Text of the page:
Namaste Nepal नमस्ते नेपाल

We are finally here! Our national contact person, Bipulji, has given us the best welcoming and has prepared an eventful program for our first week at Nepal Red Cross Headquarter in Kathmandu. We have been introduced to many interesting and distinguished People; staff at the office, the Secretary General of Nepal Red Cross Society (NRCS), Security Officer of the Red Cross Federation and ICRCs Head of Delegation in Nepal. We have also met three former youth delegates previously deployed in Norway, who are back in Nepal working for the Red Cross as employees and volunteers. Thanks to all these welcoming people and their descriptions, our insight into the work and culture of Nepal is expanding.

Our national contact person, Bipul and Liv outside Nepal Red Cross Headquarter.

Our national contact person, Bipul and Liv outside Nepal Red Cross Headquarter.

Nepal is a diverse and rich country with a population of 26 million. The cast system is still at large and visible, expressing intricate notions of social position and purity. NRCS are working with implementation of the Red Cross fundamental principles and IHL (International Humanitarian Law) in all communities and ethnic groups. Overall, the country holds 126 different ethnic groups and have 123 different mother tongues.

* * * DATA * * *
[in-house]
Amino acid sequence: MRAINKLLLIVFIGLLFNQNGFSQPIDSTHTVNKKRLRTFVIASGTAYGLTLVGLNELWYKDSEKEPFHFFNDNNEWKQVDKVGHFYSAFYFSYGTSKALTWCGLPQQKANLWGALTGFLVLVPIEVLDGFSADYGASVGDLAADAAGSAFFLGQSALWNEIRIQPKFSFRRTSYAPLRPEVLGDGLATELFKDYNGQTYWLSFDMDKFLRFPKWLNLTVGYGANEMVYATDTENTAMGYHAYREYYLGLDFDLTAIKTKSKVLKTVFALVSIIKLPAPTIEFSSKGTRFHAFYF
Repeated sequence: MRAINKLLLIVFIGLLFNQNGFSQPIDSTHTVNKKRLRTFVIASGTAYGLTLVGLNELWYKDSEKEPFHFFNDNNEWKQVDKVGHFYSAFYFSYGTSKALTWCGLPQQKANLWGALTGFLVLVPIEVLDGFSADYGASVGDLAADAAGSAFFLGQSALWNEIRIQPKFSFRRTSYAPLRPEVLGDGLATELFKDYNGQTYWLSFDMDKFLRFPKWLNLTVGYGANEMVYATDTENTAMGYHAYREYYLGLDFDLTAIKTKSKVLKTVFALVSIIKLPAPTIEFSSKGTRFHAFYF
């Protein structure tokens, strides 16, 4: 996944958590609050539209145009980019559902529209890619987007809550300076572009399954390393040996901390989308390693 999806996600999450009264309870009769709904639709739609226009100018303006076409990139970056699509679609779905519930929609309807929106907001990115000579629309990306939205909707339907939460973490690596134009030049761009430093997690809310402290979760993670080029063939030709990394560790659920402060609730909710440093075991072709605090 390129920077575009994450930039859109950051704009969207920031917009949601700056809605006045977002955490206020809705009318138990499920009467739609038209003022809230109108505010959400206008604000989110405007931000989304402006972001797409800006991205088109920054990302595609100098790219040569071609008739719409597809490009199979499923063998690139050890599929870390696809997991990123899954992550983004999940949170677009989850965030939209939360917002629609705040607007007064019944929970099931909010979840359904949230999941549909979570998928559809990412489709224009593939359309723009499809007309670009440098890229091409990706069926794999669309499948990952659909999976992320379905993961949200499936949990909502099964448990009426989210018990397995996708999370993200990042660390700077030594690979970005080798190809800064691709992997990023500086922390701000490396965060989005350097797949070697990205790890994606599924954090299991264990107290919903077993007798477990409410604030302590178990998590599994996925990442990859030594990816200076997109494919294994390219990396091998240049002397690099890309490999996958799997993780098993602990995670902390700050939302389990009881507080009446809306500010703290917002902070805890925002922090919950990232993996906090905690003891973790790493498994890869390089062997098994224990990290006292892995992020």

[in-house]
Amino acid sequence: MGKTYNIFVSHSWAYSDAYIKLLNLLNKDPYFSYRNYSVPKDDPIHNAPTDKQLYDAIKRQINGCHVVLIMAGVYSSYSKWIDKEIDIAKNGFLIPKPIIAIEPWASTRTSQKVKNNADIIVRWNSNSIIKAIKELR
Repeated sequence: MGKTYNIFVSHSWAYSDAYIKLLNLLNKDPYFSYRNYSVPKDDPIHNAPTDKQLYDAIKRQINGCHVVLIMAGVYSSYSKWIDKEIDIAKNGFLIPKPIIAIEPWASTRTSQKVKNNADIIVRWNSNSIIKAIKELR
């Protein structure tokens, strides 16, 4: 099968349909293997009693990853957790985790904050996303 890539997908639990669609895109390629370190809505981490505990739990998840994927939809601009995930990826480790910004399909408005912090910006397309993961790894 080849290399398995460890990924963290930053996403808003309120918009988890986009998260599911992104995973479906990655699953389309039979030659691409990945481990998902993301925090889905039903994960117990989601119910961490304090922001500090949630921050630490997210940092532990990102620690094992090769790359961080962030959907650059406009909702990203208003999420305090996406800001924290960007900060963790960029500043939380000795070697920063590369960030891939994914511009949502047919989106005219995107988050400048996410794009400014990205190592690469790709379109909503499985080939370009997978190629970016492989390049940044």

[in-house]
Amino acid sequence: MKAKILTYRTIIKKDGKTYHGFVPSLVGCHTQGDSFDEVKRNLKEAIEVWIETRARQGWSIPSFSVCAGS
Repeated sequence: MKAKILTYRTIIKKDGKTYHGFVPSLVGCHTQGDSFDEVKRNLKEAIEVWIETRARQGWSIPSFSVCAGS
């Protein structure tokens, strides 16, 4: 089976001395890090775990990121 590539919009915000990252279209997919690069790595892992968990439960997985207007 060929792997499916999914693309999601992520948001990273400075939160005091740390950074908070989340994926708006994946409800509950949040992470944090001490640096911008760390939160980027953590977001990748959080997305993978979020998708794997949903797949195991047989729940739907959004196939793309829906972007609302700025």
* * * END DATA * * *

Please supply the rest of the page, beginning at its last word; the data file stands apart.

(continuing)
In the afternoons, Prabha is teaching us Nepali with great enthusiasm.

Learning Nepali in the rain.

Learning Nepali in the rain.

The earthquake Nepal experienced in April and May this year is still a central concern in the work of the Red Cross, and the impact of the disaster is reflected in the people we meet. The response and recovery work of NRCS and the cooperation they have with the IFRC and ICRC is impressive. One of the largest departments of the NRCS is the Disaster and Risk Management Department, also working with preparedness and risk reduction. Other challenges they face on a more regular basis are floods and landslides, especially during and right after the Monsoon season. In addition poor road safety causes 12.000 casualties every year.

These days, the Terai – the southern belt of Nepal, is on everyone’s lips. The ethnic groups of the south are fighting for a common domain and state along the Indian border. The situation has intensified this past month due to negotiations of the upcoming constitution. 29 casualties are so far registered and the government has imposed curfews in some of the districts. We are following the developments and will be waiting in Kathmandu for the unrest to settle.

While dreaming of Sunsari…

Dhanyabaad!

Lise & Liv